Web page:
7. Draft 1
Nope, it’s not going to be pretty. It's not meant to be! Let go of perfectionism. Just get it down. Get it on paper. Don’t worry about grammar and mistakes. Just get it out of your head, in whatever form it rears its ugly head.
8. Walk Away
Take a break. Get a coffee. Leave it for a day. Come back to it with clear eyes and a fresh perspective. And when you do sit back down, always start by putting yourself in the shoes of your customer.
9. Draft 2
The re-write. Clean it up. Organise your thoughts a little more strategically. What does your audience want to read? Where are you losing them? Where are they dropping off? What’s going to make them keep reading? Have you solved a problem? Answered a question? Offered an alternative? Clean up your writing and polish the key take-away ideas.
10. Edit & Proofread
It's near impossible to spot your own typos, so outsource your proofreading. Before I became a copywriter, I would get my Mum to proofread my writing. She’s a school teacher and isn't afraid to get out her big, red Texta to 'enhance' my work. We didn’t always agree; her old school grammar rules clashed with my conversational tone. But she always spotted typos, she always suggested minor changes that just lifted things or created more meaning. She helped make my writing more succinct. Ask a family member, friend, colleague, or buddy up with someone else to swap work once a week. Or, pay a professional editor or proofreader. But whatever you do, don’t skip this step.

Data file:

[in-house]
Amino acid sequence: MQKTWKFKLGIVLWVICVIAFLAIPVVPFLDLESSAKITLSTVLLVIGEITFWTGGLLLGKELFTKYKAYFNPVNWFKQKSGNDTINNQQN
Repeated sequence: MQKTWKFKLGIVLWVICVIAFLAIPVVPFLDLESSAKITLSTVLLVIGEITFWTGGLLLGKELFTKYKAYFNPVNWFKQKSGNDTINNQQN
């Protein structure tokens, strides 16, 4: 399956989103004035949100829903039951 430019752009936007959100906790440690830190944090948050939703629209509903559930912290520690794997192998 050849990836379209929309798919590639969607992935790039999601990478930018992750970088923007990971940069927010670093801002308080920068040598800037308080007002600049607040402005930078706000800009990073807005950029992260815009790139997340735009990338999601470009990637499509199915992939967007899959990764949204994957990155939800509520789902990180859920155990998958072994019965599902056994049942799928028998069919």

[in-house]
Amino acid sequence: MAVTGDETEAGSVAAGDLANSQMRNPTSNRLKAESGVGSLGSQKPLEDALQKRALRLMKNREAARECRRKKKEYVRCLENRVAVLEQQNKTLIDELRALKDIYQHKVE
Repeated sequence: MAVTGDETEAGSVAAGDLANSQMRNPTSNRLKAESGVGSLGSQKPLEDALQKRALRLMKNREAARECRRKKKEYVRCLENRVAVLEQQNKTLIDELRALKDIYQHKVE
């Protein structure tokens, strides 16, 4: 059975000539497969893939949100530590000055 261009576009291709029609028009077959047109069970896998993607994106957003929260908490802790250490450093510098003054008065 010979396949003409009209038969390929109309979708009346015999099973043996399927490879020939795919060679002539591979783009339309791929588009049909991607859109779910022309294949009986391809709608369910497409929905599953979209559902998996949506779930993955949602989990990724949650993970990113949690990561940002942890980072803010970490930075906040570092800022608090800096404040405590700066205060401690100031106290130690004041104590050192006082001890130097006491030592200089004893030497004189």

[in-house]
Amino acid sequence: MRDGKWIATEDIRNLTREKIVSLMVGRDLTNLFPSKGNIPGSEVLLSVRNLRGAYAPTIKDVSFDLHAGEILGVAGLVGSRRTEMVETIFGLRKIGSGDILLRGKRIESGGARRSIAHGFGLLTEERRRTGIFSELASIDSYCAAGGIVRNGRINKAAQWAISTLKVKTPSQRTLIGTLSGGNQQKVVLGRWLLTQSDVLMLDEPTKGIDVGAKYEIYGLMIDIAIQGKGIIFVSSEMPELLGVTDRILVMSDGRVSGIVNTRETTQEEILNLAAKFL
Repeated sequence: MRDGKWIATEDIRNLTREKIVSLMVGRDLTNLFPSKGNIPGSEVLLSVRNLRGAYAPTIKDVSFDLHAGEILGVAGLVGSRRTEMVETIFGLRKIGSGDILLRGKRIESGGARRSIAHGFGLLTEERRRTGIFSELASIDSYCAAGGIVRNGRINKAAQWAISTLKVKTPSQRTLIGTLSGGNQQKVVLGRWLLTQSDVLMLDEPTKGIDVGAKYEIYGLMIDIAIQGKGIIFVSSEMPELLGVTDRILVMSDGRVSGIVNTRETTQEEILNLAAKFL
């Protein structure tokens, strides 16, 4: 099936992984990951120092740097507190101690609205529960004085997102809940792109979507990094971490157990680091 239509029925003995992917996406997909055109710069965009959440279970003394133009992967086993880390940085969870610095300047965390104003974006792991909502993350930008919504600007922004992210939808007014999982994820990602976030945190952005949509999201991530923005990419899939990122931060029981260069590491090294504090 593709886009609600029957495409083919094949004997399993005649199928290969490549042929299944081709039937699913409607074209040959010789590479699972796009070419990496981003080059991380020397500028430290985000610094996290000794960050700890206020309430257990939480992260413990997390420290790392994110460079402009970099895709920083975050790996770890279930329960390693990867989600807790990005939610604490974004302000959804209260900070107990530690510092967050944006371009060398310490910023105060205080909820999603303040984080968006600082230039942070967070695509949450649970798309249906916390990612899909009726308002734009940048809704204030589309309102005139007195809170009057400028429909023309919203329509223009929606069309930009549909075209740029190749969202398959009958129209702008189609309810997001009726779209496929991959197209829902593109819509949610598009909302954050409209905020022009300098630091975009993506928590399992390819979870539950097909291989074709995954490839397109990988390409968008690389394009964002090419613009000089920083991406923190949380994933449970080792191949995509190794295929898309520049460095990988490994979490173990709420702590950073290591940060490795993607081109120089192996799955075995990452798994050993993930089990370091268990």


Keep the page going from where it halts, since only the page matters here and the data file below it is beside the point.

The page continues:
11. Final checks
At this stage, the piece is all but finished. You’re now scanning for readability, general ease of reading, minor changes. Make sure you have at least one image to break things up, bold headings or important points you want to stand out from the body of copy. Lists and numbers or dot points work well and catch the eye of the reader.
12. Call to Action
Your final consideration. What do you want people to do when they finish reading this piece? How do you want them to act? There is a saying in content marketing, “No content without conversion.” Copywriting follows the same rule. We write to convert. We write so the audience will take action. This could mean subscribing to a newsletter, signing up for more information, connecting via social media, buying a product or service, registering for an event or trial - and so much more. It’s not always about sales; it's about creating connection and leading the reader to take action.
13. Press 'Publish'
Feels good doesn’t it! Sending your work out into the Interwebz. Take a breath, be grateful, feel proud - you did it. And that’s no easy feat.
Thanks for being here.
** Inspiration for this post came from three books I've recently read which I definitely recommend to those working on their writing skills and creativity in general. Ann Handley's 'Everybody Writes', Bernadette Jiwa's 'Meaningful' and Elizabeth Gilbert's 'Big Magic'.**